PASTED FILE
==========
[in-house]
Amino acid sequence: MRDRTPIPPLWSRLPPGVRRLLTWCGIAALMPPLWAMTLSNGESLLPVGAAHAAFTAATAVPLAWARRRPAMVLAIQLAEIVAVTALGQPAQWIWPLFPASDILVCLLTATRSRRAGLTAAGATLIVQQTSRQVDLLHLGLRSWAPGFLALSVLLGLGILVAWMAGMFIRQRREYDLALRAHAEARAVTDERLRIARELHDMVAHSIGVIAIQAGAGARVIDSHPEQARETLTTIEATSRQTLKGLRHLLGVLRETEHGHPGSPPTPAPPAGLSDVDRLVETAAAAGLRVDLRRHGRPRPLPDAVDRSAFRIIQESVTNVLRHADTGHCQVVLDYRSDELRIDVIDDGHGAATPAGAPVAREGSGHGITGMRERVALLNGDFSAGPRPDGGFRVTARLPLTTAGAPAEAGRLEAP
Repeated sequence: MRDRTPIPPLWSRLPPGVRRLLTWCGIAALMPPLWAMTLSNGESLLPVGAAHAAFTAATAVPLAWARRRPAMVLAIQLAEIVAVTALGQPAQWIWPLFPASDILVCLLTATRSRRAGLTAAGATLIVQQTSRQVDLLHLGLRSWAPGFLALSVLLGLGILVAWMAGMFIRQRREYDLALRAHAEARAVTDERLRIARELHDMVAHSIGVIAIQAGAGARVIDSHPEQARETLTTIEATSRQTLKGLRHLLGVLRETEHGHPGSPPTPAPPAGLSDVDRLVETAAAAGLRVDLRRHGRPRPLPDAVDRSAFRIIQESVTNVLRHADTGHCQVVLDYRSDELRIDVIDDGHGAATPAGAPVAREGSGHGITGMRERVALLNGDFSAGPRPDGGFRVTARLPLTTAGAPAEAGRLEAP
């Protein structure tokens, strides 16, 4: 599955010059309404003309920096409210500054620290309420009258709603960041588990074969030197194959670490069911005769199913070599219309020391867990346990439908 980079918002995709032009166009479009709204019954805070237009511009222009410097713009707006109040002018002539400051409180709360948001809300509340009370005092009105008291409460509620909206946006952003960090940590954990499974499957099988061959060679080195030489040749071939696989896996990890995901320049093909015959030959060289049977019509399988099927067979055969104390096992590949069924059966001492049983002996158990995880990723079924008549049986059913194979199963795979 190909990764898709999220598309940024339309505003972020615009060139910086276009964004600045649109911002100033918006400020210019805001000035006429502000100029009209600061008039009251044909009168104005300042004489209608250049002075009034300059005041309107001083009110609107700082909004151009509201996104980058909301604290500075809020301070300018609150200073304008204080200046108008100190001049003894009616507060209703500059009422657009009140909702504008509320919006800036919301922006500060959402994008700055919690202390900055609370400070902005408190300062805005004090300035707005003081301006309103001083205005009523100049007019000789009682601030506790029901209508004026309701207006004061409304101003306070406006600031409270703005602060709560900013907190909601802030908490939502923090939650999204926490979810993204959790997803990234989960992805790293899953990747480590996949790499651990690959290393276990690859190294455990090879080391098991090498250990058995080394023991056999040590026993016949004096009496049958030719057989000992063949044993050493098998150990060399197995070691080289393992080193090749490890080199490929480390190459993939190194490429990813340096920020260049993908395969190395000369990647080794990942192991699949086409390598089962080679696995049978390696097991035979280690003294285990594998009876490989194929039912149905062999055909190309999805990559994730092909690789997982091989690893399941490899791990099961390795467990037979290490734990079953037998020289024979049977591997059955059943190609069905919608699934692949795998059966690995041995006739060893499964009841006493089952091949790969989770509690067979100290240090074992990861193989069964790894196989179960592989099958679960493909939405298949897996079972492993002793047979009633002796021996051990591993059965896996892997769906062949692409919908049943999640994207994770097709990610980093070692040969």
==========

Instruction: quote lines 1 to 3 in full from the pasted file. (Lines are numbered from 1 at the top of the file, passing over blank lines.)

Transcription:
[in-house]
Amino acid sequence: MRDRTPIPPLWSRLPPGVRRLLTWCGIAALMPPLWAMTLSNGESLLPVGAAHAAFTAATAVPLAWARRRPAMVLAIQLAEIVAVTALGQPAQWIWPLFPASDILVCLLTATRSRRAGLTAAGATLIVQQTSRQVDLLHLGLRSWAPGFLALSVLLGLGILVAWMAGMFIRQRREYDLALRAHAEARAVTDERLRIARELHDMVAHSIGVIAIQAGAGARVIDSHPEQARETLTTIEATSRQTLKGLRHLLGVLRETEHGHPGSPPTPAPPAGLSDVDRLVETAAAAGLRVDLRRHGRPRPLPDAVDRSAFRIIQESVTNVLRHADTGHCQVVLDYRSDELRIDVIDDGHGAATPAGAPVAREGSGHGITGMRERVALLNGDFSAGPRPDGGFRVTARLPLTTAGAPAEAGRLEAP
Repeated sequence: MRDRTPIPPLWSRLPPGVRRLLTWCGIAALMPPLWAMTLSNGESLLPVGAAHAAFTAATAVPLAWARRRPAMVLAIQLAEIVAVTALGQPAQWIWPLFPASDILVCLLTATRSRRAGLTAAGATLIVQQTSRQVDLLHLGLRSWAPGFLALSVLLGLGILVAWMAGMFIRQRREYDLALRAHAEARAVTDERLRIARELHDMVAHSIGVIAIQAGAGARVIDSHPEQARETLTTIEATSRQTLKGLRHLLGVLRETEHGHPGSPPTPAPPAGLSDVDRLVETAAAAGLRVDLRRHGRPRPLPDAVDRSAFRIIQESVTNVLRHADTGHCQVVLDYRSDELRIDVIDDGHGAATPAGAPVAREGSGHGITGMRERVALLNGDFSAGPRPDGGFRVTARLPLTTAGAPAEAGRLEAP